Study 7 - The Promises of God

God promised Abraham that in him and his seed (descendant) all families of the earth would be blessed. Study 5 showed that the one descendant who would bring blessing to the earth was Jesus. This is the subject of clear teaching in the New Testament (Galatians 3 v 16).

Abraham is used as an example of faith, and we are told that if we want to show our faith we must live our lives as Abraham did, trusting God and being obedient to His will.

The nation of Israel, who descended from Abraham, were slaves in Egypt. They were led out of Egypt by Moses after ten terrible plagues had forced the Egyptians to recognize that there was a God in heaven who was in control of world affairs. The Book of Exodus (the name means 'departure') tells us about these events.

At last the nation of Israel settled in the land of Canaan where Abraham had lived. Their first king was Saul, and the second was David, who wrote many of the Psalms.

In the Psalms David says that God had made a special promise to him. "The Lord hath sworn in truth unto David; he will not turn from it; Of the fruit of thy body will I set upon thy throne" (Psalm 132 v 11).

David, when his kingdom was established and the nation was at peace, wanted to build a temple, or a house of worship, for God. The prophet Nathan was sent to David to tell him that although God did not want him to build a house, God would establish David's royal house, and one in his royal line would rule over his kingdom for ever.

"And when thy days be fulfilled, and thou shalt sleep with thy fathers, I will set up thy seed after thee, which shall proceed out of thy bowels, and I will establish his kingdom. He shall build an house for my name, and I will stablish the throne of his kingdom for ever. And thine house and thy kingdom shall be established for ever before thee: thy throne shall be established for ever" (2 Samuel 7 v 12-13 & 16.).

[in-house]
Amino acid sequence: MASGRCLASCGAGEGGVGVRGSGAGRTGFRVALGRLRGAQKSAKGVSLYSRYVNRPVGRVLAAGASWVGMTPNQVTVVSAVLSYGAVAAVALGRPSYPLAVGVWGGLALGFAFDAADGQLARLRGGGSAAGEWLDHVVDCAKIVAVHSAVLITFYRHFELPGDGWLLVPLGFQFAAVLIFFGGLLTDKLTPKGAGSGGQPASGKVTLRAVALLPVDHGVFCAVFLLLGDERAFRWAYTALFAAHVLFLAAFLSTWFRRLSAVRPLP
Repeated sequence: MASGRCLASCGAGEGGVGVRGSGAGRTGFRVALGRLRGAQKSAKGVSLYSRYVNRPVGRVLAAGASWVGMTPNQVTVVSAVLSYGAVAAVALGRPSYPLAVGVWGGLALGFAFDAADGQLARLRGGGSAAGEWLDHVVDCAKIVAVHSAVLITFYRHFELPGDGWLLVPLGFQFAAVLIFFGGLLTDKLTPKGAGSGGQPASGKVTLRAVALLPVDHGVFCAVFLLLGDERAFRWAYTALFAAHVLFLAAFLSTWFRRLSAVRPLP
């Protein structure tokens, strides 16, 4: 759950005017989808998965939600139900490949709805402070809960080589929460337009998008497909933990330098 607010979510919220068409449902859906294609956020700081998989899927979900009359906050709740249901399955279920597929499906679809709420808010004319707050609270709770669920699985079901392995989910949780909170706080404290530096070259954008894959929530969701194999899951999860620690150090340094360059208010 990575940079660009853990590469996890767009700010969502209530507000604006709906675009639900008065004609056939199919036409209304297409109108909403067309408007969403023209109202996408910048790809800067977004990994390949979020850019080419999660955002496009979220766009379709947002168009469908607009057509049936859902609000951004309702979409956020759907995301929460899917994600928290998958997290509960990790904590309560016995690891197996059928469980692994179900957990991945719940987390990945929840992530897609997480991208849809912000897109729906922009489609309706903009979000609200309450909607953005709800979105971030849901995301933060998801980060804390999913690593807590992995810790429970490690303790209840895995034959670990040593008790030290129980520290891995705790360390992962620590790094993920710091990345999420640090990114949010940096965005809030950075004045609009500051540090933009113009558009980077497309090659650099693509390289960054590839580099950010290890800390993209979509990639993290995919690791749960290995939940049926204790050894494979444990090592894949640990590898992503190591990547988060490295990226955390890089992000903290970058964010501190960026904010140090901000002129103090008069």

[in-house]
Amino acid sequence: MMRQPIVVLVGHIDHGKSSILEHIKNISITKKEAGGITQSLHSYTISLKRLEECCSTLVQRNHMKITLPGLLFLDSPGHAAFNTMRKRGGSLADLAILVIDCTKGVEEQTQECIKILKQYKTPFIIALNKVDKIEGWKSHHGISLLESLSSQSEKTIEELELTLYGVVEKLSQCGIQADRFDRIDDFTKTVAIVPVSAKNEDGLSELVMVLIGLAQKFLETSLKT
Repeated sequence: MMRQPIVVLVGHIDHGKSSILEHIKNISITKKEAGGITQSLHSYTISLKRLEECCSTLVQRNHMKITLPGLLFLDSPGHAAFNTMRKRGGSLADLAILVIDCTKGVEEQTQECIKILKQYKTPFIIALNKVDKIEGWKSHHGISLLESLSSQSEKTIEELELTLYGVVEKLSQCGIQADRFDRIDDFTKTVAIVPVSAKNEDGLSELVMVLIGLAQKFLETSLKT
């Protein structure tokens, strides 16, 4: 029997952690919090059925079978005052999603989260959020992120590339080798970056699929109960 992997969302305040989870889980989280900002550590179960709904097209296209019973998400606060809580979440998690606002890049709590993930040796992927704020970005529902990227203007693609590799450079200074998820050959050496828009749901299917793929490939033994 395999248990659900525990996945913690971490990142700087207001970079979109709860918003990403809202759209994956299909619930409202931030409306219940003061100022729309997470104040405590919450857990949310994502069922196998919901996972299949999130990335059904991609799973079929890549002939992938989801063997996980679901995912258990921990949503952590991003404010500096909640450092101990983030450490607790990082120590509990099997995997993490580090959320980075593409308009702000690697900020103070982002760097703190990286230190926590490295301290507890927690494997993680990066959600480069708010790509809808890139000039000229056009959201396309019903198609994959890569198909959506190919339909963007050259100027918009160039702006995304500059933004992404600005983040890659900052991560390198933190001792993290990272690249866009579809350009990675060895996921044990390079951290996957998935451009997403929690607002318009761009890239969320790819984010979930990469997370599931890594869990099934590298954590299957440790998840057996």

There are three important points in these verses:

  1. The promise did not refer to Solomon, David's son, because God said that the "throne of his kingdom" would be established for ever. Although Solomon was noted for his riches and for his wisdom, he certainly did not reign for ever. In verse 14 Nathan the prophet tells David that God would be the father of this great king who would come in his line. "I will be his father, and he shall be my son" (2 Samuel 7 v 14).
  2. The king would rule on David's throne (2 Samuel 7 v 12).
  3. God declares that He will bring it to pass (2 Samuel 7 v 12).
The same points are emphasized throughout the Bible. Read the following passage from the book of the prophet Isaiah which is often quoted at Christmas time and see the same three points.

"For unto us a child is born, unto us a son is given: and the government shall be upon his shoulder: and his name shall be called Wonderful, Counsellor, The mighty God, The everlasting Father, The Prince of Peace. Of the increase of his government and peace there shall be no end, upon the throne of David, and upon his kingdom, to order it, and to establish it with judgment and with justice from henceforth even for ever. The zeal of the Lord of hosts will perform this" (Isaiah 9 v 6-7).

The same points are stressed:
  1. "Of his government ... there shall be no end."
  2. "Upon the throne of David and upon his kingdom."
  3. "The zeal of the Lord of hosts will perform this".
There is no doubt as to who the great king in the line of David will be.

The angel Gabriel appeared to Mary before the birth of Jesus and told her, "He shall be great, and shall be called the Son of the Highest; and the Lord God shall give unto him the throne of his father David: and he shall reign over the house of Jacob for ever; and of his kingdom there shall be no end" (Luke 1 v 32-33).

Notice the same three points again -
  1. The kingdom would be established for ever.
  2. He would rule on David's throne.
  3. God would bring it to pass.